Jean-Joseph Vinache

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Vinache's Goldener Reiter in Dresden

Jean-Joseph Vinache (1696 – 1 December 1754) was a French sculptor who served as court sculptor to Kurfürst Frederick Augustus I, Elector of Saxony, whose equestrian monument, the Goldener Reiter, the "gilded Horseman", is one of the most familiar sights of Dresden, Germany, though its sculptor is rarely noted.

Vinache was born in Paris, the son of a bronzefounder.[1] His skill brought him to the attention of an agent of the Elector, "Augustus the Strong", who called him to Dresden to complete an unfinished equestrian sculpture that had been left by the late sculptor François Coudray (1678–1727). A model in gilded plaster and a bronze reduction (Dresden, Grünes Gewölbe) preserve the design of this scheme: Augustus, now King of Poland is shown in Roman armour, gripping the baton of power, on a rearing horse, stabilized by a massive tail.[2] The bronze-casting was undertaken in 1733, at the cannon foundry of the Augsburg craftsman Ludwig Wiedemann (1690–1754), established at Dresden-Friedrichstadt.[3] Construction of the high pedestal designed by architect Zacharias Longuelune was initiated with a foundation stone, 12 August 1735, but construction was delayed.[4] The completed sculpture was unveiled 26 November 1736.

Retired for safety during World War II, the sculpture survived the Dresden Firestorm unscathed and was restored and re-erected on a new plinth in 1956.[4]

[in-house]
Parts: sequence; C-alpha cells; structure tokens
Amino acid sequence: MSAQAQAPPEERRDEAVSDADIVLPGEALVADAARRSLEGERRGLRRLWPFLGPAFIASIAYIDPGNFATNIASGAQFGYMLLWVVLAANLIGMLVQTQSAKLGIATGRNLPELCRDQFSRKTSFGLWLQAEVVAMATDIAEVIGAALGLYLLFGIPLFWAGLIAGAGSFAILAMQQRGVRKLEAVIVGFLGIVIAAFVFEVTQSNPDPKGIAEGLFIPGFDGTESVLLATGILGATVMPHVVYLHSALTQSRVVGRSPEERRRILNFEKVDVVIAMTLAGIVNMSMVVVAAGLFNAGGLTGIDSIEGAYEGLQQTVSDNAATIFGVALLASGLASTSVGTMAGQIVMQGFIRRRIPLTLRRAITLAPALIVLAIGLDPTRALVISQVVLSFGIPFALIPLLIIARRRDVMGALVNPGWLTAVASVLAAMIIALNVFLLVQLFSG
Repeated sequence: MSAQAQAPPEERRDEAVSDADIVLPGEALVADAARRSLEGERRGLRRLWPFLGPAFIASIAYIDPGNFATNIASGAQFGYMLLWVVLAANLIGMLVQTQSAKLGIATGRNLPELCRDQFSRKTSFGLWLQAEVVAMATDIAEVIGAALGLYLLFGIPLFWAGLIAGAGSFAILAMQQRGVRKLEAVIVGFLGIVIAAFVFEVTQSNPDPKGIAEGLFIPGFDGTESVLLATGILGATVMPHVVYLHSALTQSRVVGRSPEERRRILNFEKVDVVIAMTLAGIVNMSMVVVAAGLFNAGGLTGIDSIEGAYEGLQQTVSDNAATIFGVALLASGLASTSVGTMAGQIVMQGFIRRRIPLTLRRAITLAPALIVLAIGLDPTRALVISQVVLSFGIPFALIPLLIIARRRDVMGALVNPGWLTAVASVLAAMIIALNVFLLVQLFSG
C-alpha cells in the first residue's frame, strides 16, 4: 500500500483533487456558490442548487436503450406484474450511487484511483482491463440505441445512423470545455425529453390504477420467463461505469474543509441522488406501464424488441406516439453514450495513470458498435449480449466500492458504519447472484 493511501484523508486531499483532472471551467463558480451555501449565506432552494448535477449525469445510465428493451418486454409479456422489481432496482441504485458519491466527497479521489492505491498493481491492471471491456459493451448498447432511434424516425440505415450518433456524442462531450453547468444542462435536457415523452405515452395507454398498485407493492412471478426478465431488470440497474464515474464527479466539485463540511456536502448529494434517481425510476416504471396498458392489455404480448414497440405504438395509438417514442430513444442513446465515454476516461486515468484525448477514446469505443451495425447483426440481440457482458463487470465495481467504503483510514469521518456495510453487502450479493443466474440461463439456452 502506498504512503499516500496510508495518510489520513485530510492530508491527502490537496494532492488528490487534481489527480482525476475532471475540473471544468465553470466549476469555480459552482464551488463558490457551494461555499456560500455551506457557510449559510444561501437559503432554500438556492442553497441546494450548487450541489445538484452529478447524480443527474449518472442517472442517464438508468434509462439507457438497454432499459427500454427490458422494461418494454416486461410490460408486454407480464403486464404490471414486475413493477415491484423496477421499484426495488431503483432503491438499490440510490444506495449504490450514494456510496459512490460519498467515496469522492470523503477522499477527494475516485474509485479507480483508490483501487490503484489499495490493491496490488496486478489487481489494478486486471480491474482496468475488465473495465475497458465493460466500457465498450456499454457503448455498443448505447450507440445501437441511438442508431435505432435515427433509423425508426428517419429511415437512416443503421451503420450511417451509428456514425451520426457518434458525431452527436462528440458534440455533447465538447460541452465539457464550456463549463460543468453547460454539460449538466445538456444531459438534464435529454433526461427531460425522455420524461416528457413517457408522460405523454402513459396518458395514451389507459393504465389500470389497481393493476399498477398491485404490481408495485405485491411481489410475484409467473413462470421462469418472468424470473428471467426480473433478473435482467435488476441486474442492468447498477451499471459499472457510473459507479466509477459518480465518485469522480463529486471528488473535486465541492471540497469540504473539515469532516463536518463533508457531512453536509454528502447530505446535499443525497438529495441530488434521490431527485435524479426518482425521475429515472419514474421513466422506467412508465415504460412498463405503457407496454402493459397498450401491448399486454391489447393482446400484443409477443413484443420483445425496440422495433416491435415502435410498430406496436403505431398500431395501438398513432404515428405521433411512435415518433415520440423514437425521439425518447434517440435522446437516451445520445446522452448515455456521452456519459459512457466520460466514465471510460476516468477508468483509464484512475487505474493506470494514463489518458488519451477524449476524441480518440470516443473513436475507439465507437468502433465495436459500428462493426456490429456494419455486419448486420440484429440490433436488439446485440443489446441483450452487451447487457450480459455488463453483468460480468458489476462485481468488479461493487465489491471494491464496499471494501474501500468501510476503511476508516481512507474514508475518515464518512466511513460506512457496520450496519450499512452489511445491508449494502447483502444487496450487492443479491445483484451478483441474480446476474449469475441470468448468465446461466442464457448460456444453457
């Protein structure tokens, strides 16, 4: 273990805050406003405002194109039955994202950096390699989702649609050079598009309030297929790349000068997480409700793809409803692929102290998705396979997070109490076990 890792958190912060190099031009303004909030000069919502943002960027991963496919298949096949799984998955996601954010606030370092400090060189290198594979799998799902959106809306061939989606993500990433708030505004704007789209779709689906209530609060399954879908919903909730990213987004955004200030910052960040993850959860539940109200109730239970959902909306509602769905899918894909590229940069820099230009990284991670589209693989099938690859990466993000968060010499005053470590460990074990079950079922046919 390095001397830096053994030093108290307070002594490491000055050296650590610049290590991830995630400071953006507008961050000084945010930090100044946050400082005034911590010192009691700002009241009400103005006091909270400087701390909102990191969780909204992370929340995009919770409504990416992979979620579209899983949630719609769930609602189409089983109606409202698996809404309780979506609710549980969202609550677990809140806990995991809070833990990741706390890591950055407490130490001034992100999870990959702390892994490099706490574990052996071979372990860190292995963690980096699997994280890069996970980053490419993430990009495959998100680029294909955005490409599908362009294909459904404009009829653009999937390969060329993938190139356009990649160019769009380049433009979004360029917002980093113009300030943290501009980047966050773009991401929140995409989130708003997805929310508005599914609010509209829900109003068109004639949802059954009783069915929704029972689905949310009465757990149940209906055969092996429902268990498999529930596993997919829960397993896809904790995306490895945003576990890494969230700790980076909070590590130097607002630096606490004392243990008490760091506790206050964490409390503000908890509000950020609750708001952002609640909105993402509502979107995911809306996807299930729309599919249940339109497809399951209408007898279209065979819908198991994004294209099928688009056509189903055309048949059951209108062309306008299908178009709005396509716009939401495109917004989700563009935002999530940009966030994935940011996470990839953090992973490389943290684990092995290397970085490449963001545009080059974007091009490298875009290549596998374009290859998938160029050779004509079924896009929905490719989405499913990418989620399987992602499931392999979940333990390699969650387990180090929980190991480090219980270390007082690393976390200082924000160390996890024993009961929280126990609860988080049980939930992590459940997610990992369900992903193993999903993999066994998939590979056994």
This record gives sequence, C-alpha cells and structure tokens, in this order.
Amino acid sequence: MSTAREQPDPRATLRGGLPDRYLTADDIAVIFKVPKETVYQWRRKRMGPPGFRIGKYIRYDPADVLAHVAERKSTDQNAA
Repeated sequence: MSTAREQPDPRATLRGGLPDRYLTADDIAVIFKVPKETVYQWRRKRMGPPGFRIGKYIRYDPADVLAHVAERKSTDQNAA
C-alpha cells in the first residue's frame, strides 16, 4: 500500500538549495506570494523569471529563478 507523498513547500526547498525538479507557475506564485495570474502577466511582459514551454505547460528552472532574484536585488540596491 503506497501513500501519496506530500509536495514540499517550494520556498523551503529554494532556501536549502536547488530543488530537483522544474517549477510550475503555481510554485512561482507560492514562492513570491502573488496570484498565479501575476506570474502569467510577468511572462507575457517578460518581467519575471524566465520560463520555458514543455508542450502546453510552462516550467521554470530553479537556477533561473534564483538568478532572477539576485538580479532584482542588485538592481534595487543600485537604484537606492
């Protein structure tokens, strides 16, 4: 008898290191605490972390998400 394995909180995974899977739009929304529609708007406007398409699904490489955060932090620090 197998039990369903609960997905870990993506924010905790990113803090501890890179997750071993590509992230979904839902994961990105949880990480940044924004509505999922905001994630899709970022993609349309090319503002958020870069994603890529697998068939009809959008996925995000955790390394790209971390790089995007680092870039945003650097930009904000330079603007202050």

Vinache executed numerous other works for Augustus and also made copies after the Antique. A bronze Apollo Leaning on his Lyre (Dresden Skulpturensammlung) was repeated in marble; a reduced terracotta version is at the Musée du Louvre.

In 1736 he returned to Paris, where he was accepted that year at the Académie royale de Peinture et de Sculpture, presenting as his morceau de reception Hercules Enchained by Love; the final marble, delivered 27 May 1741, is at the Musée du Louvre. A marble replica, attributed to Vinache, was sold from the Lagerfeld collection at Christie's Monaco: Friday, April 28, 2000, lot 16.[5]

As an Académicien, Vinache received various public commissions, for an Aurora for Versailles (1746–49) and in Paris. For the chapel of St. Francis Xavier in the Church of St-Paul-St-Louis in the Marais district of Paris, he was commissioned to provide a sculpture illustrating religious zeal, a pendant to the sculpture of Nicolas-Sébastien Adam, called "Adam le jeune", Religion Instructing an Indian; the result was Le Zèle, an angel whipping a fallen heathen among the debris of idolatry, holding open a large folio representing the Gospel. The sculpture was completed in 1745.

A marble Enfants jouant avec des fleurs by Vinache and Nicolas-François Gillet is also conserved at the Louvre.

He died in 1754.


  1. ^ Giuseppe Vinaccia (1653-after 1717), naturalised as Jean Vinache, was a bronze-founder of Neapolitan extraction, who was entrusted with casting in bronze wax models by François Girardon, 1689 (Pierre-Yves Kairis, "Hypothèses sur les séjours à l'étranger du sculpteur Jean Del Cour", Bulletin de l'Institut archéologique liégeois, 108 1996:111-140; (pdf file p 13).
  2. ^ The concept was inspired by Bernini's equestrian statue of Louis XIV at Versailles, of which there are many bronze reductions.
  3. ^ Dresden und Sachsen: Der Goldenev Reiter Archived September 28, 2007, at the Wayback Machine.
  4. ^ a b (Landshauptstadt Dresden: Der Goldene Reiter
  5. ^ Christie's Monaco: Friday, April 28, 2000, lot 16, illus.